What is the most valuable resource in the world? For the past centuries, the majority would say oil. But with the advent of the information age, today's answer may be different: as they say, data is the new oil.
Big data is fueling and shaping the 21st century from all aspects. The volume of data generated in the past two years has exceeded those throughout human history.
On top of that, Big data could be the key to a stunning future: self-driving vehicles, more effective medical treatment, and even precise crime prevention - a world of Person of Interest coming into reality!
It is foreseeable that future economic and social development will be built on the widespread application of big data technologies. Data is becoming not only the engine of economic innovation, but also an important resource for any enterprise to gain or maintain a competitive edge.
The July 2016 draft of the Civil Code of the People's Republic of China sought to make data a new type of intellectual property.
However, the final version of the law did not grant such protection. Legislators chose to take it more cautiously as to whether data is included in the intellectual property mechanism.
The intellectual property protection mechanism grants the right holders exclusive rights to commercialize the use of innovations within a prescribed period, with certain exceptions. The objective of granting this temporary monopoly is to motivate creators to share their creations with the public and to stimulate creative activity.
On the contrary the inventor can choose to keep his invention secret and protect it as trade secret.
In a big data context, raw data is more of a factual record, and the collection and aggregation of data itself cannot substantially change the value of data. A large amount of data may be valueless if it is perishable, outdated, imprecise, or has other weaknesses or flaws.
Prior to realizing their value through transactions or services based on data products, individual pieces of data acquire their value through a series of screening, classification, processing, and consolidation.
It is uncertain whether the data in a specific case are the results of intellectual activities and whether the data are valuable. Therefore, there are doubts about whether data in general is eligible for intellectual property mechanisms.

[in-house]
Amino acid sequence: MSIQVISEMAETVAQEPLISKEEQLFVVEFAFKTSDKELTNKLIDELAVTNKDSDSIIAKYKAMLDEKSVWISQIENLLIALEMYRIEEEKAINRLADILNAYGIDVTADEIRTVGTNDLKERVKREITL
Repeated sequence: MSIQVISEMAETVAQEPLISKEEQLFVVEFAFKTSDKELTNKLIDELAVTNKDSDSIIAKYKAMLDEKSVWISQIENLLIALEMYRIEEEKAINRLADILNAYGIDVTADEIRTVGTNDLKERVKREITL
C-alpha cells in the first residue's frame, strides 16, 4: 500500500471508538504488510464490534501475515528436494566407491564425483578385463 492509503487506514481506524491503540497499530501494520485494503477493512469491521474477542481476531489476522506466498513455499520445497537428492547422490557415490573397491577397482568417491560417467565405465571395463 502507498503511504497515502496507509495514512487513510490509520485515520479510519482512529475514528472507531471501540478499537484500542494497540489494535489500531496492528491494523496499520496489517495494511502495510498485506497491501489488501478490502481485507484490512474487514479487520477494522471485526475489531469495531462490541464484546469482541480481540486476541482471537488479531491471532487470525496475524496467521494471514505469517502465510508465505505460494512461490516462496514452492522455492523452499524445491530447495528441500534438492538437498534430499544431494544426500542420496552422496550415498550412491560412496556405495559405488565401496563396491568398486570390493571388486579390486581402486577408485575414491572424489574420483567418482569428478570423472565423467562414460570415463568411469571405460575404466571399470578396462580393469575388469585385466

Moreover, there are concerns that if the rights to data are awarded intellectual property protection, data collectors or data developers may manipulate users' personal information through data rights.
When considering the protection of data, we must make a distinction between raw data derived from individuals and processed data. The former is closely associated with individuals and has obvious identity characteristics, and should be protected by privacy, whereas the latter is a creation of big data technologies, that requires not only labor but also economic investment.
In light of the definition of intellectual property, it seems feasible to incorporate certain types of processed data into the protection of intellectual property. This applies to data that has lost its identity element and formed the creation of intellectual activity through processing.
Granting such protection may provide incentives for data sharing and innovation of big data technologies, which goes in line with the purpose of intellectual property rights.We can observe that big data technologies are advancing at an increasing speed.
Now, suppose we all agree that data should be protected under the intellectual property mechanism, far more questions arise, such as whether the classical intellectual property system is still relevant for data. We will explore this in the next article.
The content of this article is intended to provide a general guide to the subject matter. Specialist advice should be sought about your specific circumstances.